Five tips on how to be a safer and more courteous motorist.
According to a recent research study by GIO, a quarter of people say drivers are too selfish to put driver courtesy into practice. Furthermore, it was found that two-thirds of motorists believe there is less courtesy on the roads now compared to five years ago.
Being courteous on the road is akin to offering an elderly passenger your seat on the train and while this seems second nature to most, it can take practice. Here are some tips on how you can be more courteous the next time you get behind the wheel.
If you are an operator of a long vehicle, you are liable for a tailgating penalty if you fail to meet minimum distance requirements. As operators of regular vehicles there is an accepted general duty to travel at a safe distance behind another vehicle. Not only is tailgating extremely distracting for drivers, it will increase the chances of rear end collisions.
Let others drive in if they are coming from side streets
If you are in a queue of slow-moving traffic, consider letting another vehicle emerge from a side road in front of you. Not only will your drive time be unaffected, it is often the case of ‘what goes around will come around’.
Signal you’re turning with plenty of time for the person behind you
Turning on your indicators with plenty of time allows other drivers to prepare for your move, such as slowing down or changing lanes, whilst also showing them that you have acknowledged their presence. For both safety and courteous reasons, nobody likes a driver who bullies to get their right-of-way on the road.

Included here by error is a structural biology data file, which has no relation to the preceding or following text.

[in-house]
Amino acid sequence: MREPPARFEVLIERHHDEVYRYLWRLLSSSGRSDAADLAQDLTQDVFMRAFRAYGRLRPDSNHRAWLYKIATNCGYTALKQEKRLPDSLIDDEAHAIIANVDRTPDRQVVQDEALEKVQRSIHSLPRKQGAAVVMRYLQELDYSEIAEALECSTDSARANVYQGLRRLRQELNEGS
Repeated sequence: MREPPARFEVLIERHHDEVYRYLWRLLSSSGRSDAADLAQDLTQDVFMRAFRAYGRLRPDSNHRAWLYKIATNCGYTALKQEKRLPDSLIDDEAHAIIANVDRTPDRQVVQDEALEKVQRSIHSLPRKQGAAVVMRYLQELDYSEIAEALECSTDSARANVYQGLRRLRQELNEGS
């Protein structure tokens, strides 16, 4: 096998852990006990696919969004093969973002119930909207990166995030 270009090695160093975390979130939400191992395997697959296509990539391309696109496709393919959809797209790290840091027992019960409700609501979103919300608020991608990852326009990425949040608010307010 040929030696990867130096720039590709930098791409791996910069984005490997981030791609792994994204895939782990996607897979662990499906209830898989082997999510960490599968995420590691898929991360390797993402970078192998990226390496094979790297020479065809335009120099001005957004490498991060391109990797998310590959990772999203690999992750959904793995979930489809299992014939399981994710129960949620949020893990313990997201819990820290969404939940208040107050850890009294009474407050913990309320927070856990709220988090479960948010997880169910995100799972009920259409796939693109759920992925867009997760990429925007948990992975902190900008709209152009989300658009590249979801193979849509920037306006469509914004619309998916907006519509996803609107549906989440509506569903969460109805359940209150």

Try to leave room for others to park
Nobody likes spending what seems like hours driving the streets trying to find a parking spot. We especially don’t like seeing VW minis in the middle of a space large enough for two HUMMERs. Be mindful of others and think about making sure that when you do park, if possible, leave enough space for someone else to be able to park too.
Leave a note if you have an accident
Accidents can happen on the road. They can even happen when there’s no one in the other car! If by accident you knock into a parked car, don’t just drive away and do a ‘runner’. Common courtesy is to acknowledge that you’ve caused damage to someone’s car by leaving a note with both your contact and car registration details.
Remember, being more courteous on the roads also sets an example for younger passengers. Like teaching good table manners, you can educate young passengers through your own actions and help turn them into future courteous drivers
This article is presented by AAI Limited ABN 48 005 297 807 trading as GIO. The information is intended to be of a general nature only. We do not accept any legal responsibility for any loss incurred as a result of reliance upon it – please make your own enquiries.